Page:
Klopp has acknowledged the difficulty in replacing Gerrard, and while Henderson was ordained as the club legend’s successor in 2015, the German is clearly looking to dilute the responsibility.
He is resolute in the importance of meeting a potential signing before sanctioning a deal, with their personal attributes as influential as their quality on the pitch.
Speaking on the unveiling of summer arrival Fabinho, Klopp described the Brazilian as “a fantastic player, but someone who is an equally fantastic person.”
The manager hailed his new midfielder’s “reputation as a character in the dressing room and his attitude in training,” adding that he is “young yet experienced.”
Most importantly here, Klopp asserted that “adding a person like this to our dressing room only makes us even stronger.”
A captain’s role in modern football is arguably more apparent off the field, be that in the dressing room, at the training ground or on media duties, with a positive, professional attitude essential.
Another summer target, centre-back Jamaal Lascelles, has displayed this at Newcastle, where he has helped unite a fractured club at just 24.
Rafa Benitez appointed Lascelles as the Magpies’ captain ahead of his first full season at St James’ Park in 2016/17, and after surviving the rigours of the Championship he has shone as a natural leader.
Lascelles explained in an interview with the Telegraph in 2017 that it was a heated confrontation with some of Newcastle‘s underperforming senior players, as they headed for relegation the previous season, that proved his leadership to Rafa:
“In the pecking order of the dressing room, I shouldn’t have said what I said. I shouldn’t even have opened my mouth, but I did because it needed to be said at the time.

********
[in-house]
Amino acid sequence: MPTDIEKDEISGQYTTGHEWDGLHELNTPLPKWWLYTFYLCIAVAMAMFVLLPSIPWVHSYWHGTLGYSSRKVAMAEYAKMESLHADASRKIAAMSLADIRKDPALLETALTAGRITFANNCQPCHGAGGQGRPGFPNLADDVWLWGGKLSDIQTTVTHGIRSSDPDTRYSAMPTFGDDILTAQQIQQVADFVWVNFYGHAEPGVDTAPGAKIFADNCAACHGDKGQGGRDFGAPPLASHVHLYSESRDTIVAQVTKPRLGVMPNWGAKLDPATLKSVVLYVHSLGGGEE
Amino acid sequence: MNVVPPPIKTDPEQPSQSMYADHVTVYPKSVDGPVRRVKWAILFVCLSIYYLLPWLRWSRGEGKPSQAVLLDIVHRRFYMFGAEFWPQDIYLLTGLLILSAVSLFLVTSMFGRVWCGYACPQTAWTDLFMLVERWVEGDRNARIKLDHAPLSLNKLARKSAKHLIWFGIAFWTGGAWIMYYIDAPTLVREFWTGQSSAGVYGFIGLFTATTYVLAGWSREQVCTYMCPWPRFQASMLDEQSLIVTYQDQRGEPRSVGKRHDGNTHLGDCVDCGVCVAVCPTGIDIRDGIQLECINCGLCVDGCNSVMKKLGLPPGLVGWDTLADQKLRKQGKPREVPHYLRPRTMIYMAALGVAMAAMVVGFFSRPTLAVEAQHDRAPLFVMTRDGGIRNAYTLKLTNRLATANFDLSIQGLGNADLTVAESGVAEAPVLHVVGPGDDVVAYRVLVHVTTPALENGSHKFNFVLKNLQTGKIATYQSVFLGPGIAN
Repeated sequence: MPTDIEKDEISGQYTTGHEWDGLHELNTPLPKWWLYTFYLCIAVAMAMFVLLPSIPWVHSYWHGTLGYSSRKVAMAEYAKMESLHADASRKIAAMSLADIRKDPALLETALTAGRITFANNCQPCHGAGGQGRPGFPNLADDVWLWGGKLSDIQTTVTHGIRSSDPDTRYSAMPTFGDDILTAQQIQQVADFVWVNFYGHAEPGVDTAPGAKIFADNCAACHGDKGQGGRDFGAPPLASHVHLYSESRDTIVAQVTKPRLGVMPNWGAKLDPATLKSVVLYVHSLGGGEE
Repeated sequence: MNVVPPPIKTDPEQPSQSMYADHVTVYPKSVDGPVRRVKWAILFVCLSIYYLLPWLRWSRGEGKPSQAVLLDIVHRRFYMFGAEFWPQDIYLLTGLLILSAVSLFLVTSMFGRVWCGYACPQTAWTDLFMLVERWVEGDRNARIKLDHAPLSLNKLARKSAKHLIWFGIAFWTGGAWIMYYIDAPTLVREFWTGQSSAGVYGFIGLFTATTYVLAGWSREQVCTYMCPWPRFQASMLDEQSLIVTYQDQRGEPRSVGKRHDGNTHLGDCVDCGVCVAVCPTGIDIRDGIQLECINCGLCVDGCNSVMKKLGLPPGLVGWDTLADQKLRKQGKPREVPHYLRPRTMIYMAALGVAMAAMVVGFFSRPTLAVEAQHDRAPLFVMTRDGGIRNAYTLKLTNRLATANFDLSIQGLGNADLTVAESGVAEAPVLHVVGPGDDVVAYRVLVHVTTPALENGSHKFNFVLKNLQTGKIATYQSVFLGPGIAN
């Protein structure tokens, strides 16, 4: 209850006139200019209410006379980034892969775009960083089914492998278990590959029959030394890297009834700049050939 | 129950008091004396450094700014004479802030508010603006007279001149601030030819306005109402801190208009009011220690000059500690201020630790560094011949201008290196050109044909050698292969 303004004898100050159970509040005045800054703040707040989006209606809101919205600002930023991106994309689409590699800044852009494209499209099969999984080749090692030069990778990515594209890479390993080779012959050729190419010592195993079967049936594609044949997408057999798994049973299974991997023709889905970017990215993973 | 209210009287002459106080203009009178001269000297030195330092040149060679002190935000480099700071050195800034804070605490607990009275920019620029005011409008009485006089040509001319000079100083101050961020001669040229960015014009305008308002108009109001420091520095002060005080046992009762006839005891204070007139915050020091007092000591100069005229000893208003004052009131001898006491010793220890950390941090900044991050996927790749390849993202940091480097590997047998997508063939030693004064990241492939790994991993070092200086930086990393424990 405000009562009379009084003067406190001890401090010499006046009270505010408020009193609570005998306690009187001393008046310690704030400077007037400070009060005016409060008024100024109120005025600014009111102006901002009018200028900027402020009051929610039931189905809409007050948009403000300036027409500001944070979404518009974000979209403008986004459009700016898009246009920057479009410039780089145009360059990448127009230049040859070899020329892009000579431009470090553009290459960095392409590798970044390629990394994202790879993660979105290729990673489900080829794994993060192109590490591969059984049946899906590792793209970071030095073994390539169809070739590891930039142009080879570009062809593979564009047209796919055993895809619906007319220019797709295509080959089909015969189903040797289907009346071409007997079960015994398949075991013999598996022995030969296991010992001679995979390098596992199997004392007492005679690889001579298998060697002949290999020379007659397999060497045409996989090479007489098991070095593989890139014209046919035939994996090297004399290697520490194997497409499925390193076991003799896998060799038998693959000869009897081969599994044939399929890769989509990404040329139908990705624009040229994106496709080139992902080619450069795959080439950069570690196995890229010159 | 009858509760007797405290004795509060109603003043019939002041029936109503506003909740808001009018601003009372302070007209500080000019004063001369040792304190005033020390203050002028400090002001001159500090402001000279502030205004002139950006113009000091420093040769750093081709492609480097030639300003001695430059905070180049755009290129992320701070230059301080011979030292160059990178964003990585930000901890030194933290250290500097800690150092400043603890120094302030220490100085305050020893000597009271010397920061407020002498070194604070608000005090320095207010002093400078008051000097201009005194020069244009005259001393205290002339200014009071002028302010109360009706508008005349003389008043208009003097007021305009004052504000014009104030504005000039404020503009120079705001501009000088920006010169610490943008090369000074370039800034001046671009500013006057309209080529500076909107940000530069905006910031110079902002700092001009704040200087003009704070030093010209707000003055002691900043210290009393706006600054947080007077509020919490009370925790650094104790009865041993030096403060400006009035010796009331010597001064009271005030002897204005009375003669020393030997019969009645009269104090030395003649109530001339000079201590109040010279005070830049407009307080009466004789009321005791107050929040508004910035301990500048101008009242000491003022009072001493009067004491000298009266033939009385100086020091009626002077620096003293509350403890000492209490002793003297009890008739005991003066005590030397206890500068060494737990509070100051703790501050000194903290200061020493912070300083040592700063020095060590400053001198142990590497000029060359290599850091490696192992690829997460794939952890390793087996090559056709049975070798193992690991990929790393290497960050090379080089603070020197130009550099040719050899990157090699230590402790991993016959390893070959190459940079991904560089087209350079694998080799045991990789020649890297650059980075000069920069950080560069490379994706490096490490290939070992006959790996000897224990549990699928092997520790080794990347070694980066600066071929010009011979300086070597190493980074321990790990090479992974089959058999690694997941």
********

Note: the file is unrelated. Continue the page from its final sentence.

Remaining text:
“The manager saw it all, but I was so angry and frustrated. I’d been there all season sitting there watching it happen, I couldn’t ignore it any longer.
“There was a big argument with a couple of the lads, but it got the right reaction. We got better after that and we should have stayed up really.
“I think that’s why I was made captain a few months later, the manager was new here and obviously liked it.”
The defender certainly isn’t too ‘nice’, and this could be a decisive factor for Klopp as the Reds conduct their business this summer.
In many ways, Klopp is following the blueprint laid out by Rafa with his formidable Liverpool side of 2008/09.
Though the Reds enjoyed more success under the Spaniard in previous seasons, the squad that he built for that title-challenging campaign was his best, and it was littered with leaders.
In Jamie Carragher, Sami Hyypia, Xabi Alonso and Dirk Kuyt he had experience and quality, and with Pepe Reina, Daniel Agger, Javier Mascherano and even Martin Skrtel he had young, natural leaders with strong personalities.
Speaking midway through that campaign Rafa explained how he felt “the basis is there” for success, adding how he had “enough players of the right quality and age, and they are all on long contracts.”
“We have a balance now and a squad with enough depth to allow me to make changes without fearing I may be sending out a team not good enough to win,” he said.
Gerrard was Liverpool’s captain, but he was lifted of the burden of the role, and it is no coincidence that he enjoyed his most productive season, scoring 24 goals and assisting 13.
This structure will be even more important next season, with Henderson not guaranteed a place in Klopp’s starting lineup following the arrivals of Fabinho and Keita.
“My plan is not to find a lineup where one of our captains can be in. I make the lineup then I realise somebody has to wear the armband,” he explained in January.
The hope now will be that if he fields a side without one of his designated captains, Klopp can rely on the likes of Van Dijk, Robertson, Fabinho, Keita, Mane, Salah and Roberto Firmino to take charge.